By Johnny Walker
Carl Froch accused Andre Ward of being arrogant in the lead-up to the final of their Super Six finale, and Ward was visibly upset. After all, just because a guy calls himself the son of an all-powerful supernatural deity, it doesn’t mean he’s got a high opinion of himself.
Or does it?
I was almost ready to take Ward at his word, and then I arrived at Boardwalk Hall in New Jersey and got my program. Soon I was reading the glowing biographies of each fighter: the bio of Carl Froch was written by his promoter, Eddie Hearn. Fair enough.
Then I read the bio detailing the many outstanding qualities of Andre Ward.
It was written by none other than … Andre Ward!
OK, so Andre Ward has a very high opinion of himself. He might even verge on being a bit narcissistic. In a boxer, that’s not always a bad thing. Cassius Clay / Muhammad Ali used to tell everyone how “pretty” he was in comparison to opponents like Sonny Liston and Joe Frazier (he modeled much of his act on famous wrestler Gorgeous George). And he made it work for him.
But there was a playfulness about Ali that is missing from born-again Andre Ward. Ward doesn’t seem to have much of a sense of humor, especially about himself. He’s a po-faced type. With Ali you always saw the glint in his eye that said, “I know how ridiculous I’m being.” You felt like you were in on the joke.
With Ward, there is none of that. The SOG is a VSP (Very Serious Person).
Another thing about Andre Ward: God must be a fan of illegal boxing tactics, because his Son is one “hell” of a dirty fighter.
Ward definitely won the Super Six finale, and he won it the way he wins most of his bouts: by using his elbows and his head along with his boxing skills (which are considerable). Ask Mikkel Kessler about that.
Even the Ward fans sitting near me were gasping at the replays on the big screen which showed their hero punching Froch and then following through with an elbow to the face. Referee Steve Smoger played the role of Ward’s wingman, especially during the crucial first stages of the fight, when he refused to break the fighters during long clinches and left a bewildered looking Froch to deal with the array of elbows, forearms, and skull shots coming his way.
As Ward began to tire down the stretch, in part from Froch’s hard body shots, he really started to use his head, grinding his skull into Froch’s reddened face during clinches, and attempting to come up from underneath and ram Froch’s chin with his rock-hard dome. Froch, who is a clean fighter, just didn’t seem ready to deal with the roughhouse tactics Ward employed. He seemed a bit shocked and confused by them, when what he really needed to do was fight fire with fire and punch Ward straight in the groin after receiving one of those elbows.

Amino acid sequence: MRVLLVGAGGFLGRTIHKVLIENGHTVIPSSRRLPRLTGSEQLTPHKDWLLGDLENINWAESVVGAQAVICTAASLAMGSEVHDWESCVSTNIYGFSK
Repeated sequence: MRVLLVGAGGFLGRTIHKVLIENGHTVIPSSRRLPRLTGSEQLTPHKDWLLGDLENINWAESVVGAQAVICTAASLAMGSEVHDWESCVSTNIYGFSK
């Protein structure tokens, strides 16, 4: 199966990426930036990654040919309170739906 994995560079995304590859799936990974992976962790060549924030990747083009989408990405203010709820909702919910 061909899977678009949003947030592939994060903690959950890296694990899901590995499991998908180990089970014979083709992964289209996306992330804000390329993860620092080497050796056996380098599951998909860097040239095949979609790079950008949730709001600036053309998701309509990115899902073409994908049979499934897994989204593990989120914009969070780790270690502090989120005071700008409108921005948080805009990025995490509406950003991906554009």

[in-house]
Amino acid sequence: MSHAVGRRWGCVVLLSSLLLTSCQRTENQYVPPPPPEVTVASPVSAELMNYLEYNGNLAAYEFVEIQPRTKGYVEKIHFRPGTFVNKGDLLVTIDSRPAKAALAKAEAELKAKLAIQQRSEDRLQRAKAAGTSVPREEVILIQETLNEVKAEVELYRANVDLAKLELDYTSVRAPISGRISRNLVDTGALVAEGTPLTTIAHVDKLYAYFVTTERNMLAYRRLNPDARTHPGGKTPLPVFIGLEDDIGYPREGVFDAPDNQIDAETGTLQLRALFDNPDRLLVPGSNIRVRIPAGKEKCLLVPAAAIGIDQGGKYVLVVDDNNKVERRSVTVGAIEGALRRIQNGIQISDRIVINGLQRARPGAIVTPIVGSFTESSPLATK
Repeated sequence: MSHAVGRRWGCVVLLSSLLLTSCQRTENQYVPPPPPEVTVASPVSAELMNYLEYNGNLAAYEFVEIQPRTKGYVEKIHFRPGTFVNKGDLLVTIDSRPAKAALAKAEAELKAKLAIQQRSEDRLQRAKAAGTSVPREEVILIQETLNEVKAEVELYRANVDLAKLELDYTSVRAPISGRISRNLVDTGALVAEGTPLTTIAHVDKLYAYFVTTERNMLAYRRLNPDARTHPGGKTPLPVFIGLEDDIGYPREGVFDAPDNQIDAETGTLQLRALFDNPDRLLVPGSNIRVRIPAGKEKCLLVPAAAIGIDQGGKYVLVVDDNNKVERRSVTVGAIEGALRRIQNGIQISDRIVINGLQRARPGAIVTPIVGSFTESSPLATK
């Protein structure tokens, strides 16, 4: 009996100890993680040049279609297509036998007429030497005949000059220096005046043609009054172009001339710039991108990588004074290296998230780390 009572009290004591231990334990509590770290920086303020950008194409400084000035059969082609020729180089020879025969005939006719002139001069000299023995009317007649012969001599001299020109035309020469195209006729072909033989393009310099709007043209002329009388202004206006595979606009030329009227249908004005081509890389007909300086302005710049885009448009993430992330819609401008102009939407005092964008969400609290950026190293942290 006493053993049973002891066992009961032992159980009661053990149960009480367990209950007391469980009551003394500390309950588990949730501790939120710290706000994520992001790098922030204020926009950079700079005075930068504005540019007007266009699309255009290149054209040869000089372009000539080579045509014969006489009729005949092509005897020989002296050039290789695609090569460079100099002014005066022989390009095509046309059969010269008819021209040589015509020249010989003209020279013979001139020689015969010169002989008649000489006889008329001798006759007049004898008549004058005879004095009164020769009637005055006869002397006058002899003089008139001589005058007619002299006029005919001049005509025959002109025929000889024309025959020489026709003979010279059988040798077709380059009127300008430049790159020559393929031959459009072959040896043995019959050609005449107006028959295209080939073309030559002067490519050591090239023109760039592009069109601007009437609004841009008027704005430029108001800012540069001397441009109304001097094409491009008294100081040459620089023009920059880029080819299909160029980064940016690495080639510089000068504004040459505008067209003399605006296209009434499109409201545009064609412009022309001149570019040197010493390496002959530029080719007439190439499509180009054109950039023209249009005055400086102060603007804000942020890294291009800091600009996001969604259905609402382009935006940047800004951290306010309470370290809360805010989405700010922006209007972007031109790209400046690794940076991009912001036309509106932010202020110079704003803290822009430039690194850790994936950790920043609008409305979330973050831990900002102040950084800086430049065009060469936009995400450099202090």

My friend and colleague Philip Anselmo says, “what do you expect, Walker, it’s boxing!” and do I see where he’s coming from. But man, Ward really is dirty. If he’s going to be the next boxing superstar that so many in the American boxing media now say he will be, is he going to continue to fight in this way?
Perhaps with Andre Ward, it’s all about the packaging. Just as we’ve seen many corrupt American politicians and televangelists hide under the banner of the almighty, Ward’s overt born-again religiosity is a giant signifier that covers over his many pugilistic sins.
After all, if you’re the Son of God, anything you do has already been blessed in advance by the bearded fella seated on that golden throne in the sky.
Finally: with the outwardly non-religious Froch as an opponent, Ward was God’s automatic choice, but what will happen if and when the SOG faces the equally devout Lucian Bute?
What side does God choose in a fight between a born-again and a Roman Catholic?
If that sounds ridiculous, well, it is. But it’s the kind of thing that is the logical outcome when religion gets mixed up with sports.